New pressure-field microphone from Brüel & Kjær

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Brüel & Kjær’s latest miniature microphone helps acoustic engineers record accurate  measurements in pressurized-field applications such as with couplers. The 0.25in low-noise microphone is also useful as a general measuring device at different angles of incidence, or for monitoring noise near audio device sound ports. Developing instruments of this kind is essential for the automotive industry because predicting and monitoring sounds and vibrations enables manufacturers to control tire rumble, wind noise in the cabin, and the acoustic properties of in-car infotainment systems.

The all-titanium construction Type 4988-A mic has a laser-welded diaphragm and operates in the frequency range from 20 to 20,000Hz. It has a dynamic range of 29dB(A) to 146dB and is paired with a constant-current line-drive (CCLD) preamplifier. The corrosion-resistant unit is also suitable for acoustic testing in strong magnetic fields. It is said to have excellent stability in temperatures from -20 to 80°C and all humidity levels, plus minimal spread in frequency response between units.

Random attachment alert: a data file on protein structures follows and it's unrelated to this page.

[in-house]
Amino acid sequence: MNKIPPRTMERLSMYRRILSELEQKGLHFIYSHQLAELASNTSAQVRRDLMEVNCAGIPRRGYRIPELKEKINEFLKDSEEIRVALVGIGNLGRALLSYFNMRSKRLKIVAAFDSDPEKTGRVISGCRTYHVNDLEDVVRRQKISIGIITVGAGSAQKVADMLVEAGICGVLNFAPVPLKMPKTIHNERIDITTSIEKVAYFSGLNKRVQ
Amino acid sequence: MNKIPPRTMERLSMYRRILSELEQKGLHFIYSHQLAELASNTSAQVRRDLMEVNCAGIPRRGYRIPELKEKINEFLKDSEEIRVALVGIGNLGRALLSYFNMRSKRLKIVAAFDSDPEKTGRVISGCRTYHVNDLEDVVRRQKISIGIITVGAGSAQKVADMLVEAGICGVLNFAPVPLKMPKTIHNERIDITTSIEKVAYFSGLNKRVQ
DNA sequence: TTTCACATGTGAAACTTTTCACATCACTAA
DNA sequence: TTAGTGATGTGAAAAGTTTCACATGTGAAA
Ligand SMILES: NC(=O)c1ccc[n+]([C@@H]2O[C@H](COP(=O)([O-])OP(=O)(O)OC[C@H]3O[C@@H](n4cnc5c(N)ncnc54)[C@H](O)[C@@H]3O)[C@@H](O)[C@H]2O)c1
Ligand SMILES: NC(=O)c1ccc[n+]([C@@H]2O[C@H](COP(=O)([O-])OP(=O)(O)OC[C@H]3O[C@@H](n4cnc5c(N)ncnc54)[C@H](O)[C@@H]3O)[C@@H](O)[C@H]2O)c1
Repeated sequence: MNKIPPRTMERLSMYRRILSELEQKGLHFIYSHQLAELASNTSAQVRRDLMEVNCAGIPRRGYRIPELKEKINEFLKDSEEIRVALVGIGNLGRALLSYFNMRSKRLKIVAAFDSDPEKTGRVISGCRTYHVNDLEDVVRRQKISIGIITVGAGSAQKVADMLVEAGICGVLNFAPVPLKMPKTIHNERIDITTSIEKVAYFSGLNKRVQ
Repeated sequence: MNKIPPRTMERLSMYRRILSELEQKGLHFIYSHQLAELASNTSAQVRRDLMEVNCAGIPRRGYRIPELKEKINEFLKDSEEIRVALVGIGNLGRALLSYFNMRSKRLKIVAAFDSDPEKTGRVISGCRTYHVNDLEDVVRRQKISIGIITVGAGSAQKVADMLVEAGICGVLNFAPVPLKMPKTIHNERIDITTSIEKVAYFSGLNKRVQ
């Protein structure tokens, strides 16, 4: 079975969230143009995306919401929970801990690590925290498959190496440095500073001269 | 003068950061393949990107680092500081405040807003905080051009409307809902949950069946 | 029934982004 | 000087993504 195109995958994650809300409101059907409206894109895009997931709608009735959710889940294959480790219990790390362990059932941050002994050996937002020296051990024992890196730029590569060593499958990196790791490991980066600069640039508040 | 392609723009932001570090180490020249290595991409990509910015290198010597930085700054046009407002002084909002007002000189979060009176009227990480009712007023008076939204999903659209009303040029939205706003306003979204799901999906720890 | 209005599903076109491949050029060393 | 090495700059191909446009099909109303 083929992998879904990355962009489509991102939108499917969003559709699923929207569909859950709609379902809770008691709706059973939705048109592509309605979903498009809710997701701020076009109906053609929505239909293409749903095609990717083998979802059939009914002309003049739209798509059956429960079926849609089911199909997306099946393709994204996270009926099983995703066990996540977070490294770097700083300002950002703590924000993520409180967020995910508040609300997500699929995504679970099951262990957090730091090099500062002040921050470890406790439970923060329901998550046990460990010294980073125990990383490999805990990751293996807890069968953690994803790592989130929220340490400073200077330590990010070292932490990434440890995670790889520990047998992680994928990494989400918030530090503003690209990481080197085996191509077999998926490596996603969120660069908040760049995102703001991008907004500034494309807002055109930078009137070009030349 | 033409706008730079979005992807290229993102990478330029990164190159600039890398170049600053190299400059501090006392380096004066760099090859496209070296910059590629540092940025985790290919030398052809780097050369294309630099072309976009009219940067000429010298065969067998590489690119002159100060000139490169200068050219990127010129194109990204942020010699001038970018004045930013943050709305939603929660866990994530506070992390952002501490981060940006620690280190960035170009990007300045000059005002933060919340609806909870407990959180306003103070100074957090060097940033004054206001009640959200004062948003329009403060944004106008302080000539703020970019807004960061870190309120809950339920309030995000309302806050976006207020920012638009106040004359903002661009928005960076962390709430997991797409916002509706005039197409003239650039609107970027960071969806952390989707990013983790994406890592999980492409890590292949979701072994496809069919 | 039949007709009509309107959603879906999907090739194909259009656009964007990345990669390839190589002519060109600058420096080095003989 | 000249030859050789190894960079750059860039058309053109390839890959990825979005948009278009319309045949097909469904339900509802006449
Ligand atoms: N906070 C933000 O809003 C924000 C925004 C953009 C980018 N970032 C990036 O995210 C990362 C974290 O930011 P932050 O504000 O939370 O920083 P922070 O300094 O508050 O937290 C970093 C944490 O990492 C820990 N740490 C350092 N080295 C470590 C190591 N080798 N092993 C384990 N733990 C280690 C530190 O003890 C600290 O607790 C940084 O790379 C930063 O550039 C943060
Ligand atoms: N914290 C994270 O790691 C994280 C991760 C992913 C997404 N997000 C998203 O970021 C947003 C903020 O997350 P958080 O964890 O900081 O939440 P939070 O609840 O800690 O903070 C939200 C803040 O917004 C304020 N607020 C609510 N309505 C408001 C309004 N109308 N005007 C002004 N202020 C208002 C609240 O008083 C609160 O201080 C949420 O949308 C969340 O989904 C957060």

The Type 4988-A is particularly useful for taking measurements in acoustic chambers and test boxes where reflections occur, as well as in unpredictable sound field conditions, in testing systems, and as a reference microphone for tuning larger arrays with active noise-cancelling systems.

Dr Rémi Guastavino, Brüel & Kjær’s acoustic domain specialist, said, “The Type 4988-A is the perfect microphone to be used in the automotive industry. Its small size allows it to fit nearly anywhere in the cabin; the all-titanium construction enables it to be used near electric motors producing strong magnetic fields; and the flatness of its frequency response – all microphones are flat ±1dB – saves the user time because they do not need to make corrections for each individual microphone.”

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Liam is a freelance writer and sub-editor for The Daily Telegraph. He has written 70 books on subjects ranging from the history of Ferrari and Formula 1 to the world’s most famous TV cars. He has edited another 40 books, including the Discarded Science series by Hugo Award-winning author John Grant. He is also the author of eight screenplays, two of which are now in pre-production.

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